Thursday, 24 February 2011

Medieval Village

A while back, I posted about a model church I built. I used the same method to construct some vilage houses and have finally got them finished (more or less!).
I based the church with a small graveyard.
There are some crosses to mark the graves though they are so difficult to see that they are actaully more trouble than they are worth. The fence is from Hovels as part of their Dark Age range.
There are records of a bishop ordering the enclosure of the area around the churches in his diocese dating from this period. This was seemingly a twofold reason. It kept animals from wandering around the graves. It also helped to stake a claim to the land - there was often dispute between church and village over the rights to wood grown next to the church. When I took the photo I forgot to include a tree which I bought for the purpose. It is a Skale Scenics oak though it does a fair job of being a large yew.

These are two of the three houses I built. They are cruck houses as in this diagram
They were often quite standardised in size. This was due to various factors; many villages were planned by the local landowner so plots were of equal size. The building width was influenced by the size of the animals kept inside since they shared the dwelling with the humans. This continued in many areas of Europe until really quite recently. There is a diagram of a 19th century house - French I think - where the animals tails are tied strategically to avoid slurry being sprayed around the kitchen.
This article gives a table of house widths - they are pretty close to being 16' (around 5m) across. The length of houses is given by the number of bays - again, each bay is around 16' wide - with two or three bays being typical.
The pig sty is from Hovels. It comes with lengths of fencing. I used Donnington pigs though the ones from Hovels are fine. For England the pigs should probably be similar to Tamworths with upright ears and ginger hair. Those on the Luttrell Psalter are really quite lithe by modern standards.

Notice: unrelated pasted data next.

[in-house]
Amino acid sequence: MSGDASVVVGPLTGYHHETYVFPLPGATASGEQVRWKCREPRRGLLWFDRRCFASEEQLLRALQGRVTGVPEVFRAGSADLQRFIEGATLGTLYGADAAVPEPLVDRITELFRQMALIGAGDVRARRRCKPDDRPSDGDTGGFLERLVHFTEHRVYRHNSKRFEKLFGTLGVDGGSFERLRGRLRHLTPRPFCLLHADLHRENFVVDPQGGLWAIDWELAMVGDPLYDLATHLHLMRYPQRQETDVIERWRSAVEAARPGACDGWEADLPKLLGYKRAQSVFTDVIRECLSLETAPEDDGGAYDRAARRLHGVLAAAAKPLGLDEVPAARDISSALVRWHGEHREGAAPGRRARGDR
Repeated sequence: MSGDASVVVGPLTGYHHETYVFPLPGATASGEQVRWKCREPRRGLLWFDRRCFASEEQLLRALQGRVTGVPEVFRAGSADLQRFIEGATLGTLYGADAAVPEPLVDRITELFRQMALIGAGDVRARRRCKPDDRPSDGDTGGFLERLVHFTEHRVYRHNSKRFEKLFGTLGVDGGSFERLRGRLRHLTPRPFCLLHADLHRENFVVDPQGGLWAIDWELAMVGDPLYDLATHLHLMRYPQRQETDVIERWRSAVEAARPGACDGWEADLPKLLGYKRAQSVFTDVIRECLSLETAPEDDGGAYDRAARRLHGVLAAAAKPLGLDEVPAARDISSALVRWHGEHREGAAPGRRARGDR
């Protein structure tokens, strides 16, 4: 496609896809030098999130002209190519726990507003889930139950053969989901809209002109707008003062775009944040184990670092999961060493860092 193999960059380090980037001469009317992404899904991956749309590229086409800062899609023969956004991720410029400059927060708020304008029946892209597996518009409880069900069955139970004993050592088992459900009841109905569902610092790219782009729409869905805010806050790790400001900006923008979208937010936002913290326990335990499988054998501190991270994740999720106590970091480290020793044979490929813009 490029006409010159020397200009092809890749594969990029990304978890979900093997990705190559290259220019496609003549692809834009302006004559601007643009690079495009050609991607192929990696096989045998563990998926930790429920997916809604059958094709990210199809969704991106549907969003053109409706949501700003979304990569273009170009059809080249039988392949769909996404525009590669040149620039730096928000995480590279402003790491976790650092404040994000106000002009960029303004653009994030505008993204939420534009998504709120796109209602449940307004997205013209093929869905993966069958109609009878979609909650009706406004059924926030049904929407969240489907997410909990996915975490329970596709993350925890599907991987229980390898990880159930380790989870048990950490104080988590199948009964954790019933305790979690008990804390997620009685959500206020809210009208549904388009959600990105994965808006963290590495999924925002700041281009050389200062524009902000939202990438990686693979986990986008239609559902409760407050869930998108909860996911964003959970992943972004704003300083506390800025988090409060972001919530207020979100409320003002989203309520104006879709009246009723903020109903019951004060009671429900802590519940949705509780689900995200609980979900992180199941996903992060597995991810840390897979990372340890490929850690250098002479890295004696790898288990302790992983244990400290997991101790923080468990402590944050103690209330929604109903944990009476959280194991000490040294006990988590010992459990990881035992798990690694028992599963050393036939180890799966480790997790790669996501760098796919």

I've based the buildings individually for convenience and to allow the village to be varied in size. The hight of the bases is actually an advantage since each house was built on a toft - a raised area. These would have been larger in proportion to the houses than I have shown. The raised area helped with drainage and would often have continued to rise with time compared to the roads due to erosion of the road and deposition on the toft. Much of the toft would be given over to vegetables and would often have been fenced to protect against wandering animals - for much of farming history fences etc. were for keeping animals out of an area rather than keeping them in.

While I'm discussing farming, there is a great site which is useful for the whole history of British farming. It shows a typical landscape at various points in history and discusses factors such as tree cover. One of the things which surprised me was that there was less tree cover in England at the beginning of the 14th century than there is now. More land had to be cleared for farming, partly because so much was left fallow, and many marginal areas were planted which were abandoned due to the various scourges of the 14th century. By the time the population had recovered, farming was more efficient so much of the marginal land was never recleared, despite the subsequent massive rise in population.

This is a place I must get round to visiting: Cosmeston Medieval Village.

Thursday, 10 February 2011

More Spear comparisons

A while ago someone asked whether I had some comparison shots Donnington and Khurasan.
These are, from left to right - Khurasan, Donnington New Era, Old Glory (from Crusader range) and Black Hat (feudal range).